Music of the Italian Baroque

ABC Classics
Jul 17, 2017 · 3 min read

The power of poetry inspires a musical revolution: from the opera stage to the music rooms of the aristocracy, composers from Monteverdi to Vivaldi find new ways to bring emotion alive in music.

Listen

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When?

In 1607, Claudio Monteverdi’s first opera L’Orfeo was premiered at the Ducal Palace in Mantua, Italy. It was received “to great satisfaction of all who heard it”, and is the earliest opera still being performed in the 21st century. Meanwhile:

  • In Paris, King Henry IV opens the Pont Neuf (‘New Bridge’) — the oldest bridge still standing over the Seine

Fast Facts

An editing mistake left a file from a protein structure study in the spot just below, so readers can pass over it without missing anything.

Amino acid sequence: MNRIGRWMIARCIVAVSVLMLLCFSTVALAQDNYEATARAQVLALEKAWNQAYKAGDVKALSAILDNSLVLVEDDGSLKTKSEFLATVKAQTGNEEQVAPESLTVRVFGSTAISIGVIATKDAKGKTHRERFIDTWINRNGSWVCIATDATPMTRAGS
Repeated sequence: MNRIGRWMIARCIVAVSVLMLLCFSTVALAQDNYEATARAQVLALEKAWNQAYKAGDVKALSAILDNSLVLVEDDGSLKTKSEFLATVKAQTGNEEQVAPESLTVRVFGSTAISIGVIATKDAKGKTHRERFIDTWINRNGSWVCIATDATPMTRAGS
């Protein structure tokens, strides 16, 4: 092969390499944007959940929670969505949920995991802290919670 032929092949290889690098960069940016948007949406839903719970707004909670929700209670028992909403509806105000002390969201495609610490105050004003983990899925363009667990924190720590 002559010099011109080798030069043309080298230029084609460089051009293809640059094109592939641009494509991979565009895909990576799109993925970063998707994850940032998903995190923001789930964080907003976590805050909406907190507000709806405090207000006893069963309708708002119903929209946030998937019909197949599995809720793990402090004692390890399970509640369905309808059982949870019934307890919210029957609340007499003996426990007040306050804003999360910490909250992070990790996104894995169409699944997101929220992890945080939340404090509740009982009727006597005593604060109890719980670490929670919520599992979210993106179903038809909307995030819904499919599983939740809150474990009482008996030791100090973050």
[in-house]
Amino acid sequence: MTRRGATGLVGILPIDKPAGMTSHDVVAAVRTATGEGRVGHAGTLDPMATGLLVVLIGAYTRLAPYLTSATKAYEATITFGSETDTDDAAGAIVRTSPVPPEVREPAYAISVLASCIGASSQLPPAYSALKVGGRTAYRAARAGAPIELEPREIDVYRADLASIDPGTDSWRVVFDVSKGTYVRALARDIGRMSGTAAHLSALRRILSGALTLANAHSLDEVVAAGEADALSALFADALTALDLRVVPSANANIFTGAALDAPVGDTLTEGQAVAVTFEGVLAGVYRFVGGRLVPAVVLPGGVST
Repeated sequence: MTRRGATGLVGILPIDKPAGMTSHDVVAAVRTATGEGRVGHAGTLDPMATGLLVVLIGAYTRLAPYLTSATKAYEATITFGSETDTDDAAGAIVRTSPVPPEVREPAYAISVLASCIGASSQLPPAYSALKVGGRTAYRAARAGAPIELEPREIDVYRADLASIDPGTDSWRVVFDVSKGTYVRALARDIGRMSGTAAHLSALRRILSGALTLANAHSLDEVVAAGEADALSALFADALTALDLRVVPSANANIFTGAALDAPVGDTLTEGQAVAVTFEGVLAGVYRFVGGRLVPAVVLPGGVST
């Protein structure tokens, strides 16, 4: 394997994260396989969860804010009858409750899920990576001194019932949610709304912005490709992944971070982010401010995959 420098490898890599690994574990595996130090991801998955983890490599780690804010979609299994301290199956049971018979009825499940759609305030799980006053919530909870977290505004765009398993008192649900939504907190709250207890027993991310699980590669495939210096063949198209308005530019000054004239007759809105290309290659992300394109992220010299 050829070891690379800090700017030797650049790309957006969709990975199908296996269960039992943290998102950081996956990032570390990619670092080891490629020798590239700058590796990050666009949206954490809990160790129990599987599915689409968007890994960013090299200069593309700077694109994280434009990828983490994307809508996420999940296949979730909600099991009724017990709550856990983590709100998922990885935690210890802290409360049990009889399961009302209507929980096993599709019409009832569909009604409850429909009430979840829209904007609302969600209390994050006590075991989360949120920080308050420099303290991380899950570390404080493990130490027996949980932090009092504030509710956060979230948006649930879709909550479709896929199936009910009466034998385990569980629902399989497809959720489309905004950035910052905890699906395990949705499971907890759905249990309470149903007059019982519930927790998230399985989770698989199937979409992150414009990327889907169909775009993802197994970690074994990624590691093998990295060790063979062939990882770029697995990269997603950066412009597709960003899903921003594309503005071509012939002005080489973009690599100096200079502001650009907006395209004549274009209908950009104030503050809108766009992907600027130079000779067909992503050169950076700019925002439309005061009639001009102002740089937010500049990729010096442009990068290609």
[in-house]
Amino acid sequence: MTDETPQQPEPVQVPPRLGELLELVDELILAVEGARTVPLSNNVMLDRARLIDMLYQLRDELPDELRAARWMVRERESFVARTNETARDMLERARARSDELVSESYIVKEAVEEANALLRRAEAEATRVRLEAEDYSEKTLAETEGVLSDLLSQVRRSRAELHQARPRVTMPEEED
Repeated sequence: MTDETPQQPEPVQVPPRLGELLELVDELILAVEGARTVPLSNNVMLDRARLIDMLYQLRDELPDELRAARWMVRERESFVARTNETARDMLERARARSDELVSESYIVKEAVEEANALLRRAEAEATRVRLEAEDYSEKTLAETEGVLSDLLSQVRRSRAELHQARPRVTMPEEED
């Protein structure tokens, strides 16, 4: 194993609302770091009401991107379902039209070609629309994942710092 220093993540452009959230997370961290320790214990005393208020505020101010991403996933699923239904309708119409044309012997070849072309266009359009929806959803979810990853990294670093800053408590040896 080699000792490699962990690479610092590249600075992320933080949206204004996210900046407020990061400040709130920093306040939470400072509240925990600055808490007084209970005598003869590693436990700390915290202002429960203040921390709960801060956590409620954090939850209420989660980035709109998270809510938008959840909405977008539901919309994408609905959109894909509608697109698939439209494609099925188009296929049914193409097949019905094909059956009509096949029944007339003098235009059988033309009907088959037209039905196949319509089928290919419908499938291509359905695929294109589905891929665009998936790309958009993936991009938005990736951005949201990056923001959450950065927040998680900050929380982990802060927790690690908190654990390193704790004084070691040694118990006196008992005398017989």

• The Baroque era in music began in Italy around 1600 and lasted till about 1750. Before it came the Renaissance period, during which the concept of music had expanded from a single line of melody (the Gregorian plainchant of the Medieval age) to multiples lines which could be sung or played simultaneously, and fit together smoothly to make a harmonious whole. But in 1602 an Italian composer called Giulio Caccini published a collection of songs called ‘Le nuove musichi’ (New Compositions) which took a very different approach: instead of many equal voices, there would be one solo singer, with an instrumental accompaniment. The emphasis would now be on the words, on getting the emotions of the text across through the music. From this new ‘voice + accompaniment’ texture came a new musical genre, opera. One of the first examples of opera was L’Orfeo, by Claudio Monteverdi, in 1607.

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